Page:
July 17, 2014
MARIO FLEURY, Appellant,
UNEMPLOYMENT INSURANCE APPEAL BOARD, Appellee.
Submitted: June 19, 2014
Upon Consideration of Appellant's Appeal from the Unemployment Insurance Appeal Board
Mario Fleury, Pro se.
Catherine Damavandi, Esquire, Deputy Attorney General, Department of Justice, Wilmington, Delaware for Unemployment Insurance Appeal Board.
Robert B. Young J.
This is an appeal from a decision of the Unemployment Insurance Appeal Board ("the Board") denying unemployment benefits to Mario Fleury ("Appellant"), a former employee of KenCrest Community Living Services ("KenCrest Services" or "Employer"). Appellant was terminated for violating Employer's policy of sleeping while on duty. There is no evidentiary showing of Appellant's deviation from Employer's expected standard of conduct, except for the one incident in question. On the record, there appears to be no willful or wanton act by Appellant to support a finding of just cause for termination. Hence, the decision of the Board is REVERSED.
Appellant was employed by KenCrest Services from June 7, 2010 to October 25, 2013. Appellant worked full-time as a Resident Advisor, earning $11.41 per hour. Between 1:30 a.m. and 1:45 a.m. on October 17, 2013, Appellant suffered a migraine headache. Consequently, Appellant took two Aleve tablets, and put his head down to rest in order to relieve his headache. Two witnesses for Employer, Suzanne Casey and Wendy Wilson, conducted an unannounced night check, and found Appellant sleeping on the job. Appellant woke up approximately five minutes after the two witnesses sat down next to him. Appellant denied sleeping on duty.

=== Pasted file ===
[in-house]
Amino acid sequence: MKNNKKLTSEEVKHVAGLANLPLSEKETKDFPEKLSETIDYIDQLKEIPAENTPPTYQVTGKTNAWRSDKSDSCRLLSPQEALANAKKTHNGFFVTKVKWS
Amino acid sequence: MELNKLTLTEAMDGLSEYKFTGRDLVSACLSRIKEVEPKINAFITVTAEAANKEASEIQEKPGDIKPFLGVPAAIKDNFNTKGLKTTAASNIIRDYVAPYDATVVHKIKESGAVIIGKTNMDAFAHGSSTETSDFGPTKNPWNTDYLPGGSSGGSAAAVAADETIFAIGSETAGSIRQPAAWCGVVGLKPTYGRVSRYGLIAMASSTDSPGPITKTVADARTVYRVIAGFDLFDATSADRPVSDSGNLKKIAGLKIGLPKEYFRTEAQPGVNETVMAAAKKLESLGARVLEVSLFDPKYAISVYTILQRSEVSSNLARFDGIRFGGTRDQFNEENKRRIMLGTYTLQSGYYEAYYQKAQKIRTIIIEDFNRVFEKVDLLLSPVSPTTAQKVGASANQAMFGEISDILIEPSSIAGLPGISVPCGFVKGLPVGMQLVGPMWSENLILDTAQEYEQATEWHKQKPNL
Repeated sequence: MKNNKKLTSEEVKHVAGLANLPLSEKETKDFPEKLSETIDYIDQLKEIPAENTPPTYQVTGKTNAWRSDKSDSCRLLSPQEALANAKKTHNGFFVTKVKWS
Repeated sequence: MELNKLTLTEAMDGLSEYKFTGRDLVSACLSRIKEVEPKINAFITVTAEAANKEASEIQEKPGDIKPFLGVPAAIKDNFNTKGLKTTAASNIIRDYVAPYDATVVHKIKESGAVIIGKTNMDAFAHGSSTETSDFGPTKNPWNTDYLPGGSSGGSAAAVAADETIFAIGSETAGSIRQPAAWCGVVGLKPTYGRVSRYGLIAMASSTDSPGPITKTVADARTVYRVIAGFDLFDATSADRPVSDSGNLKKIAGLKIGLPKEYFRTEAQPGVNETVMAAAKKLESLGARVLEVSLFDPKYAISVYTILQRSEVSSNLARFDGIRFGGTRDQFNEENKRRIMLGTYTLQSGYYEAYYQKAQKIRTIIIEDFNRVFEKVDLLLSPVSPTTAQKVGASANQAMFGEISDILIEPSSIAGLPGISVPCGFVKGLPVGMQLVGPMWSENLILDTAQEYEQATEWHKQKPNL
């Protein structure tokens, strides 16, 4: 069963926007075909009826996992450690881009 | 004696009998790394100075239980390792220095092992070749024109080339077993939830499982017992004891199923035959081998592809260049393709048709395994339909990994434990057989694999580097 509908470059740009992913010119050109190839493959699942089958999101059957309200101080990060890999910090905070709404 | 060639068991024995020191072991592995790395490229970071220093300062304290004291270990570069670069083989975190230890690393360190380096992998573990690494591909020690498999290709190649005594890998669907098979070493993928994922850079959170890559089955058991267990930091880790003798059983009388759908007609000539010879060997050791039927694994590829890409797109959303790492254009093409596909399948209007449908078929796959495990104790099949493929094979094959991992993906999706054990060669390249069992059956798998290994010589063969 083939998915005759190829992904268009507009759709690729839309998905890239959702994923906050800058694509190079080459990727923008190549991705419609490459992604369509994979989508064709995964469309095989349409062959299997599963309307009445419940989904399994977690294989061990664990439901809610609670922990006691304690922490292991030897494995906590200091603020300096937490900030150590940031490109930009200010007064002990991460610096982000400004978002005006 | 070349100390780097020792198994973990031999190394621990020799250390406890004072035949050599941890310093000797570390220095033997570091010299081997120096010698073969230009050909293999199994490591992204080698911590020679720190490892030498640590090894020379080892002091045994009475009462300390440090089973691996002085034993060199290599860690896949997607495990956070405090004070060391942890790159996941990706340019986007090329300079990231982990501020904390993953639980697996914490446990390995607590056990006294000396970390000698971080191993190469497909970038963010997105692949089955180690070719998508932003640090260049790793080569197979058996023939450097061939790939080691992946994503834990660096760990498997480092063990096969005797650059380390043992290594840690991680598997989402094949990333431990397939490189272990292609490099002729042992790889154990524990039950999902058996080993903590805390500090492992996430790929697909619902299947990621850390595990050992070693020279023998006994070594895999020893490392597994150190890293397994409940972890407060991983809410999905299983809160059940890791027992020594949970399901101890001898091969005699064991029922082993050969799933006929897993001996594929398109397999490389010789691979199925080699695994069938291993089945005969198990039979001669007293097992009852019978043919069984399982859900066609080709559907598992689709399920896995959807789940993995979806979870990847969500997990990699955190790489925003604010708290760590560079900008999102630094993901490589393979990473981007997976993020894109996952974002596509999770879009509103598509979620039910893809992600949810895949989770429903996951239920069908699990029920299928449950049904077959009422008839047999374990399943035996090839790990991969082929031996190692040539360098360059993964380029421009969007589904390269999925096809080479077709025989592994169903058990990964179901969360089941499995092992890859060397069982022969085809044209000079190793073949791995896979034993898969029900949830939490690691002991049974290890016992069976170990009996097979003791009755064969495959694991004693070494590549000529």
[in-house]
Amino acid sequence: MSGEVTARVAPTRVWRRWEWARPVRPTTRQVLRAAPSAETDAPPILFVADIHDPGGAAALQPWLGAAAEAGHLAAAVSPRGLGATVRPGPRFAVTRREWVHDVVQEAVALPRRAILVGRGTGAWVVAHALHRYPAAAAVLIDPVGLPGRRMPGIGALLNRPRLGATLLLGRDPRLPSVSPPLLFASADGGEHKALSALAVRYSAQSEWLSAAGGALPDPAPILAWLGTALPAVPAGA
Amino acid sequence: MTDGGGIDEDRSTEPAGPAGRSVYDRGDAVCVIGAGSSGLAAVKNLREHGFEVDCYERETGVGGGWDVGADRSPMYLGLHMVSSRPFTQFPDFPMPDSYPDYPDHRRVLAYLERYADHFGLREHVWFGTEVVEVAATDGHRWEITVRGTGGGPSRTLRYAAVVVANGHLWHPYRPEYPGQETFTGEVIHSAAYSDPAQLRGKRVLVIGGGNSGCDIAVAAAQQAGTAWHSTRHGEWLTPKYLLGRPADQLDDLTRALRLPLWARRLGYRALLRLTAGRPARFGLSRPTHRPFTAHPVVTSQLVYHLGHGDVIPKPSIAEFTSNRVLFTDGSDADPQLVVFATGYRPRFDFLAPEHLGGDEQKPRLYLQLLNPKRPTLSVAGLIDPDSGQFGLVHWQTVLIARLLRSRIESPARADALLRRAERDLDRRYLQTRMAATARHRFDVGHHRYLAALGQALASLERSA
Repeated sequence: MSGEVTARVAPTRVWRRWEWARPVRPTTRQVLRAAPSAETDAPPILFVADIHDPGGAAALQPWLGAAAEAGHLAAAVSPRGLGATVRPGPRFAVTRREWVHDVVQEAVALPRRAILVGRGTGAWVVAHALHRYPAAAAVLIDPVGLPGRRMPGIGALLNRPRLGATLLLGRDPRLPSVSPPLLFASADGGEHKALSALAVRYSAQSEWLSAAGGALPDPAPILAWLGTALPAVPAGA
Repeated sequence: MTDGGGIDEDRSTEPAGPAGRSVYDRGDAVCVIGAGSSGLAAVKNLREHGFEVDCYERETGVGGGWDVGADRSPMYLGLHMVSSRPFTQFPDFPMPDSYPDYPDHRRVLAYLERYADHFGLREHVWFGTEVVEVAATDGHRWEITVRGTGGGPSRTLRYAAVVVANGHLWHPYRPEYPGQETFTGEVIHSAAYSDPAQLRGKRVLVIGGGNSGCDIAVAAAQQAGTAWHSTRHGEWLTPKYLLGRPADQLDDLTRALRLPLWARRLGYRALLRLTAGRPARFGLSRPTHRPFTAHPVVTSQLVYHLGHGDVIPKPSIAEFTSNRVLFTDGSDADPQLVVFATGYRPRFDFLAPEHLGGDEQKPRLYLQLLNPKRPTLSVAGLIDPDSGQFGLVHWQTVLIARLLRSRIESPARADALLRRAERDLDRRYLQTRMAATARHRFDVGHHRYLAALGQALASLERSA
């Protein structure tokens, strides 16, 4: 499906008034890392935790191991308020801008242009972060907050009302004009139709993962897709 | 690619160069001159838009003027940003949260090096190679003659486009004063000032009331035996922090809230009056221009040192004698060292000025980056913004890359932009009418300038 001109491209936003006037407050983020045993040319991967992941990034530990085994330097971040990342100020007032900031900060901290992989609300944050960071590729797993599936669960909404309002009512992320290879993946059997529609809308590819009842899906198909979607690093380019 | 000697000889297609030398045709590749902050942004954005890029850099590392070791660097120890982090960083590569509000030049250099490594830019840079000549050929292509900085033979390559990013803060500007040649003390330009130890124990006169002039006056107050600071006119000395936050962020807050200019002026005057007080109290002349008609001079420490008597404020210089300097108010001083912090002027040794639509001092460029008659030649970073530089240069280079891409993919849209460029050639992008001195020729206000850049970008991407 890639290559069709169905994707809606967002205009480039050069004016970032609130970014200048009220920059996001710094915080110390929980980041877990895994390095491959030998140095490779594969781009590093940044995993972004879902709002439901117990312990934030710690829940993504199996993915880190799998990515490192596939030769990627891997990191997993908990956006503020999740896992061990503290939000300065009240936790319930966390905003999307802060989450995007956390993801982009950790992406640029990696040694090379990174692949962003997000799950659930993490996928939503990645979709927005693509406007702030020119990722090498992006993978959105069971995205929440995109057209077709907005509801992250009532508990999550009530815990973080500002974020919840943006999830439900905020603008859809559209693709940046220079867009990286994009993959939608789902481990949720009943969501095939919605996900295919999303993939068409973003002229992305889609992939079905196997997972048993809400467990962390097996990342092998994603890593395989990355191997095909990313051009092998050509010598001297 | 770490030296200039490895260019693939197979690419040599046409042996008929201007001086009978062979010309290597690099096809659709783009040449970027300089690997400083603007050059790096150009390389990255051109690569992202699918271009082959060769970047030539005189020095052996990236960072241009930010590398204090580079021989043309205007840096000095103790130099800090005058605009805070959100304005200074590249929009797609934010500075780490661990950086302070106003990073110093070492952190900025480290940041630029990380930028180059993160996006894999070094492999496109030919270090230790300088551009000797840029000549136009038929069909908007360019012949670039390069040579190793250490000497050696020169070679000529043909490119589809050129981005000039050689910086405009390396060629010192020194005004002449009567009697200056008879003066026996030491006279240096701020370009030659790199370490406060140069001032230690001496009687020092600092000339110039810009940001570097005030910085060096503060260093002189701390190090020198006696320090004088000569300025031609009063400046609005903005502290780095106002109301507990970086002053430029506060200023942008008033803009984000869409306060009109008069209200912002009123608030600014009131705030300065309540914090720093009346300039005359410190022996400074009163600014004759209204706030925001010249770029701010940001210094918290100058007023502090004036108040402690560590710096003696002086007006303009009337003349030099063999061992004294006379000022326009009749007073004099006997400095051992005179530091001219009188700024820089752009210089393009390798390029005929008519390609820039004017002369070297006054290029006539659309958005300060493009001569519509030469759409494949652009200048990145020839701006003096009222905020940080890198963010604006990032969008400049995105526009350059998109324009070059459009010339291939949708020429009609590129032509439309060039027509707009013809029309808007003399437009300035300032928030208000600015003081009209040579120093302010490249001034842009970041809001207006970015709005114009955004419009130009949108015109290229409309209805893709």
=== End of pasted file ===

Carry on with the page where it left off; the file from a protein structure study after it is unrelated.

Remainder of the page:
On October 25, 2013, Director Kim Vaughn of KenCrest Services sent Appellant a letter, notifying him that his employment had been terminated for his policy violation of sleeping on duty. The KenCrest Community Living Services Work Rules and Guidelines state, in Section XIII, that sleeping while on duty, with the exception of approved sleepovers, is prohibited, is considered neglect, and is grounds for termination. Appellant signed the KenCrest Community Living Services Work Rules and Guidelines Acknowledgment form on December 17, 2012.
On November 19, 2013, the Delaware Department of Labor Claims Deputy, determined that Appellant was disqualified for unemployment benefits, because Appellant was discharged from work for just cause. Appellant sent an Appeal Request Notification on November 25, 2013, challenging the prior decision by the Claims Deputy. In the Appeal Request Notification, Appellant stated that he is a veteran, and has suffered migraine headaches for "a very long time."
The Delaware Department of Labor, Division of Unemployment Insurance Appeals held a hearing, concerning the appeal to the Claims Deputy's decision, on December 19, 2013. The Appeals Referee, Geoffrey Silverberg, affirmed the Claims Deputy's decision, disqualifying Appellant for the receipt of unemployment benefits. Appellant sent an Appeal Request Notification to the Board on December 31, 2013. The Board held an administrative hearing regarding the decisions below on February 19, 2014.
During this administrative hearing, Appellant testified that he reported to work on the day in question to fill in for another employee. Appellant did so despite the facts that it was his day off, and that he had worked continuously for seven days at that point. Another witness and representative of Employer, Pamela Cannon, testified that the night shift staff is required to remain awake. On February 25, 2014, the Board affirmed the prior decision of the Appeals Referee.